Summary and Info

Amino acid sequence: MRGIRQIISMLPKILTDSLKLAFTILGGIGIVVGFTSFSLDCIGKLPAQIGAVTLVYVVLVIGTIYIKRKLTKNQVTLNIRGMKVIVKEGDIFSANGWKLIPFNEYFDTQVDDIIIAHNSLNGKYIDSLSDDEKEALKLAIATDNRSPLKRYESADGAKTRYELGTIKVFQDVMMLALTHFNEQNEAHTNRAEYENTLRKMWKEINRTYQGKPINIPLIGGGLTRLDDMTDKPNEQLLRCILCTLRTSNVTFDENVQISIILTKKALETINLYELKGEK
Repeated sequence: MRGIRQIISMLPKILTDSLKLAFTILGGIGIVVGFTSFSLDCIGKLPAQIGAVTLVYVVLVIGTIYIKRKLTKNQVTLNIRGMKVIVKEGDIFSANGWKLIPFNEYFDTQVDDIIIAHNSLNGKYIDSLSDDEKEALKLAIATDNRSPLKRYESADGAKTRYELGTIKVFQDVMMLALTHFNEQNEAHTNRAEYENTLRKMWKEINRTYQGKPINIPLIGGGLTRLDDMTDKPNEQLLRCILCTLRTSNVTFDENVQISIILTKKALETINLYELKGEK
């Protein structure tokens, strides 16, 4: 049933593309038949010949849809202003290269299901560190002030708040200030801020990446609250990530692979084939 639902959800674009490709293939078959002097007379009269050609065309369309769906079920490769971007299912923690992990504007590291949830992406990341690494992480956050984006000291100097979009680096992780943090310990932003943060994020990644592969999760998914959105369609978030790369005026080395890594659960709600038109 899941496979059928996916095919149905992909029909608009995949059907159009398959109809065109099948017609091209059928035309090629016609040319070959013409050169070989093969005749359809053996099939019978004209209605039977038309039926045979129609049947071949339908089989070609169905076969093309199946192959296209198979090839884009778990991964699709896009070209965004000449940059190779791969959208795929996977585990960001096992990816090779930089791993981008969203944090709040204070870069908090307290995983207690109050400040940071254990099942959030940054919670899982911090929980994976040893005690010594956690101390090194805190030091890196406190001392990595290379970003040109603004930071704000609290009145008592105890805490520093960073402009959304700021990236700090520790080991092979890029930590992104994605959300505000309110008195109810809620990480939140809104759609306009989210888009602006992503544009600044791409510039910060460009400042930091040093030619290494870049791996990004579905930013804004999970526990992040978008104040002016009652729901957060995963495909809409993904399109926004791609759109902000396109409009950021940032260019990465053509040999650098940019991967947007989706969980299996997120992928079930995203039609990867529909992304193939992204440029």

Set in the tumultuous moments of 1944–45 Budapest, this work discusses the operations of the Budapest Relief and Rescue Committee. Drawing out the contradictions and complexities of the mass deportations of Hungarian Jews during the final phase of World War II, Szita suggests that in the Hungarian context, a commerce in lives ensued, where prominent Zionists like Dr. Rezso Kasztner negotiated with the higher echelons of the SS, trying to garner the freedom of Hungarian Jews. Szita's portrait of the controversial Kasztner is a more sympathetic rendition of a powerful Zionist leader who was later assassinated in Israel for his dealings with Nazi leaders. Szita reveals a story of interweaving personalities and conflicts during arguably the most tragic moment in European history. The author's extensive research is a tremendous contribution to a field of study that has been much ignored by scholarship-the Hungarian holocaust and the trade in human lives.